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me in the steamer Charles Houghton two hundred (200) men from this garrison. At my request Captain Balch ordered two gunboats to accompany me, the Ottawa and little steam-tug Columbine. At Picolata I added to my force six (6) companies of Colonel Beecher's regiment, and all the available force of the One Hundred and Fifty-seventh New York regiment, numbering in all about six hundred and fifty (650) or seven hundred (700) men. I was obliged to use the naval boats, as well as the Houghton, to rdered and commenced from Saturday night at twelve o'clock until Sunday at four P. M. Before the Columbine started I placed on board of her, at the request of Commander Breese, of the Ottawa, a guard of twenty-five men and two officers of Colonel Beecher's regiment. I informed her commander that I should press forward with my troops in the direction in which she was going; that I would afford him all assistance as soon as I could reach him; that I should not consider the discharge of his ar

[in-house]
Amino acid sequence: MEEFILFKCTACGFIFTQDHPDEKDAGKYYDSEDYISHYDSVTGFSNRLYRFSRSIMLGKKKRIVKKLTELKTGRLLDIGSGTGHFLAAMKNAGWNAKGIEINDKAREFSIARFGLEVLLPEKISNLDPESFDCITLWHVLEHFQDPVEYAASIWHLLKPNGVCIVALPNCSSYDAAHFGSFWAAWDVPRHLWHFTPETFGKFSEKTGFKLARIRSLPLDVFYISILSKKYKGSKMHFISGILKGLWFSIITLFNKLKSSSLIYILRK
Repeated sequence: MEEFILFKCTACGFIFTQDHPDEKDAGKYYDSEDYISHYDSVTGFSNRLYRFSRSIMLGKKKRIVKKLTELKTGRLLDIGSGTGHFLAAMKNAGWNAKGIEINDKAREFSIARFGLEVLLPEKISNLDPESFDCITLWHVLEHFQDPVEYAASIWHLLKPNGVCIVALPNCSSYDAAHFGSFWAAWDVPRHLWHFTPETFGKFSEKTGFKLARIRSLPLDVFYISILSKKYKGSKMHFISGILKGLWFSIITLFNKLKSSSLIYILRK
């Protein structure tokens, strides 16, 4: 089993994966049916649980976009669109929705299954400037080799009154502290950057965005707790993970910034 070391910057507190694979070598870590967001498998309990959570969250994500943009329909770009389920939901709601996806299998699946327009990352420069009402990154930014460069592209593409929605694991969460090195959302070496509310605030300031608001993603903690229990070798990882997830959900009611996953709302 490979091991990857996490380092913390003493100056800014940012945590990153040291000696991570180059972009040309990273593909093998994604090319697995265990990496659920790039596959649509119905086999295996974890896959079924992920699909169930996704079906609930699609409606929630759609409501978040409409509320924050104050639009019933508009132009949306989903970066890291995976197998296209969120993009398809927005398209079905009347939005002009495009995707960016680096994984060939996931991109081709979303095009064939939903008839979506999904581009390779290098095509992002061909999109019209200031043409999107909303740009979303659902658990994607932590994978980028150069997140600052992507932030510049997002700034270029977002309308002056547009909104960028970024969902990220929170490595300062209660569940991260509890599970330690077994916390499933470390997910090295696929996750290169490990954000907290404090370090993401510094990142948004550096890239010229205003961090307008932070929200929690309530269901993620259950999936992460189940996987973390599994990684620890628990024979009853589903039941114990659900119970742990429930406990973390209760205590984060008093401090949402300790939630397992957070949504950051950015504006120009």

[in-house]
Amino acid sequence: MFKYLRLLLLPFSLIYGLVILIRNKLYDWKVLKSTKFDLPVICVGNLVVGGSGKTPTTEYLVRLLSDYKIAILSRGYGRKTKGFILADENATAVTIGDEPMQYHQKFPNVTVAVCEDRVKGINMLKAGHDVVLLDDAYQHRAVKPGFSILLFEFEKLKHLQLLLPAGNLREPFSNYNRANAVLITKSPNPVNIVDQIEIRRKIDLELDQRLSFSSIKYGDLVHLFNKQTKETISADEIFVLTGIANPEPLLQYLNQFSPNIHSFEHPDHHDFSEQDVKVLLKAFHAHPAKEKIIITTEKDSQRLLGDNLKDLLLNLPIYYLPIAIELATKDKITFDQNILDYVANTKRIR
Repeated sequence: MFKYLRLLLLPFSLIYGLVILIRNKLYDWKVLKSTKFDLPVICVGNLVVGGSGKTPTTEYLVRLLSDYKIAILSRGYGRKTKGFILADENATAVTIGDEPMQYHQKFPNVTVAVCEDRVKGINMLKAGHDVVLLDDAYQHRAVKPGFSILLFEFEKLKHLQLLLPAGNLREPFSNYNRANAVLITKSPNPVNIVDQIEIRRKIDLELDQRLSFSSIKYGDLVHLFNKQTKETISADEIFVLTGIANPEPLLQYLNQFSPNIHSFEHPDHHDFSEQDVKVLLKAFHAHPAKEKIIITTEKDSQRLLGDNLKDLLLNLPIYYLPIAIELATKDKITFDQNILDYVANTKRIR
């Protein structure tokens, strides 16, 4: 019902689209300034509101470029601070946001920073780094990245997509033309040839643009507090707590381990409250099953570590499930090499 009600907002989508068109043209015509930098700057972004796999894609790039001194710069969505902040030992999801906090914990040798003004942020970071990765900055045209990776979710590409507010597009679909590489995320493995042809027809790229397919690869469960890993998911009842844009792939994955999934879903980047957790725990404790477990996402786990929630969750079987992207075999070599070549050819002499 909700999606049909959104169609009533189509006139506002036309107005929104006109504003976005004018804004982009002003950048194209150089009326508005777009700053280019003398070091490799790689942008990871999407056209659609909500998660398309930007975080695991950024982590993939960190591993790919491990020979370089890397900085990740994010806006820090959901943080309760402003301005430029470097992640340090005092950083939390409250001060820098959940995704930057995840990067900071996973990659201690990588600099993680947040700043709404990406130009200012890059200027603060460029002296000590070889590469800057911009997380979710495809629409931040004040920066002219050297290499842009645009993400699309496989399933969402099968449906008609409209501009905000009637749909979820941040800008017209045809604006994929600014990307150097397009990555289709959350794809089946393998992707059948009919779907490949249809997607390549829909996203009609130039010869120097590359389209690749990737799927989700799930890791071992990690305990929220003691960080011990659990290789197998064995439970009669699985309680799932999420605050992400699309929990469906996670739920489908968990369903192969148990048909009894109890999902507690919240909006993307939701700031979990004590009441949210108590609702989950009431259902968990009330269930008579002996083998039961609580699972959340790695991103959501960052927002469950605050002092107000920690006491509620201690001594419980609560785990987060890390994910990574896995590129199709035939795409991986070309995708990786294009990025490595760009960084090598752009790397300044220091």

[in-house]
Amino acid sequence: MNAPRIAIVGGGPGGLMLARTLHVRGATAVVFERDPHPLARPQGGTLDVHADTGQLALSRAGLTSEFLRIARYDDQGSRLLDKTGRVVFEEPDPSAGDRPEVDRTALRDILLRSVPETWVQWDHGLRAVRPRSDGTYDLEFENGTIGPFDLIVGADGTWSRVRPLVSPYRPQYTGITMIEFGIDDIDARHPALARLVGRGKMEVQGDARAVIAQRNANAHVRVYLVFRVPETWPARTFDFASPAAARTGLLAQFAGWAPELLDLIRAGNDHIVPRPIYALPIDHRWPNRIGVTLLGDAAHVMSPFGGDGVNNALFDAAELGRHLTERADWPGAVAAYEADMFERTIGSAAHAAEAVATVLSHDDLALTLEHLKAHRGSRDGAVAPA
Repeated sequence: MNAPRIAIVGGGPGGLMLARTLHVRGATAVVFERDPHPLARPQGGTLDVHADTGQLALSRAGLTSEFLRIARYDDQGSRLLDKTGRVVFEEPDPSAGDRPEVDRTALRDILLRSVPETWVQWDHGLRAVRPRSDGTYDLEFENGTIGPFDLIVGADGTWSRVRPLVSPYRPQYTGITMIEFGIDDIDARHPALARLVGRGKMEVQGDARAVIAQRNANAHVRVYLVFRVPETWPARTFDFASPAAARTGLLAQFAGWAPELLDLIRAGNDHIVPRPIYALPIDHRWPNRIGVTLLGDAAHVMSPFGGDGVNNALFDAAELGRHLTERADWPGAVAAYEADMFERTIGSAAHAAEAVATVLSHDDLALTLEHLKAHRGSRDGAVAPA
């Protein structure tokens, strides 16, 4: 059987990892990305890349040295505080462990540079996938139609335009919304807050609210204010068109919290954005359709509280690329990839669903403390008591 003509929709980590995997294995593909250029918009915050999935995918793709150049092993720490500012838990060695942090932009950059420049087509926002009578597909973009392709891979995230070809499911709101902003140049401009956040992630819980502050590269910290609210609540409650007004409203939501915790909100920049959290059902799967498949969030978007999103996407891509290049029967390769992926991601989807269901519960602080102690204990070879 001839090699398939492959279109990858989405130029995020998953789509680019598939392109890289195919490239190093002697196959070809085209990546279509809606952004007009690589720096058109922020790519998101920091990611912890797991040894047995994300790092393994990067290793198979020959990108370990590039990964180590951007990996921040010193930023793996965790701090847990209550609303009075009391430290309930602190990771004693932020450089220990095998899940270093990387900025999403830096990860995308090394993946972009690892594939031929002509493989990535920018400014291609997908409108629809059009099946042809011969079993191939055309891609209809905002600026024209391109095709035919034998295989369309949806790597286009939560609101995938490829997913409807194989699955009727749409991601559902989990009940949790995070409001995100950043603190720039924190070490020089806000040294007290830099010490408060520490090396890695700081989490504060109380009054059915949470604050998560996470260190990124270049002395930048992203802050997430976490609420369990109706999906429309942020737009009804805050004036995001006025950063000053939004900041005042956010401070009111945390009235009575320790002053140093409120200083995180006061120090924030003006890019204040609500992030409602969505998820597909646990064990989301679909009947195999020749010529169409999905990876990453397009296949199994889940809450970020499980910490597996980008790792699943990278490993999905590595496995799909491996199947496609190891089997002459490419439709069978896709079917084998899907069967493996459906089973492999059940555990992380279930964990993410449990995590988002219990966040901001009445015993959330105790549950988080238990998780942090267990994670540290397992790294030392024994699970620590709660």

cient service rendered me by Captain J. W. Harris, Inspector-General on General Smith's staff, in carrying and executing all orders in the most prompt manner possible. Also, Captain Emmett Cockrill, volunteer Aid to General Smith, deserves especial notice for the manner in which he discharged every duty assigned him. Thanks are due to Major King, Brigade Commissary, for keeping the troops so well provided with rations during the campaign from Lafayette, Georgia, to this place. Also, to Major Beecher, Brigade Quartermaster, for the efficient manner in which our wounded were carried from the field. Thanks are also due to Captain Henry K. Beatty, Brigade Ordnance Officer, for the prompt and efficient manner in which the command was kept constantly supplied with ammunition. Also, special credit is due Lieutenant J. W. Cochran, Brigade Provost-Marshal, for the promptness and efficiency displayed in discharging the duties of his office. Especial attention is called to Colonel Rice's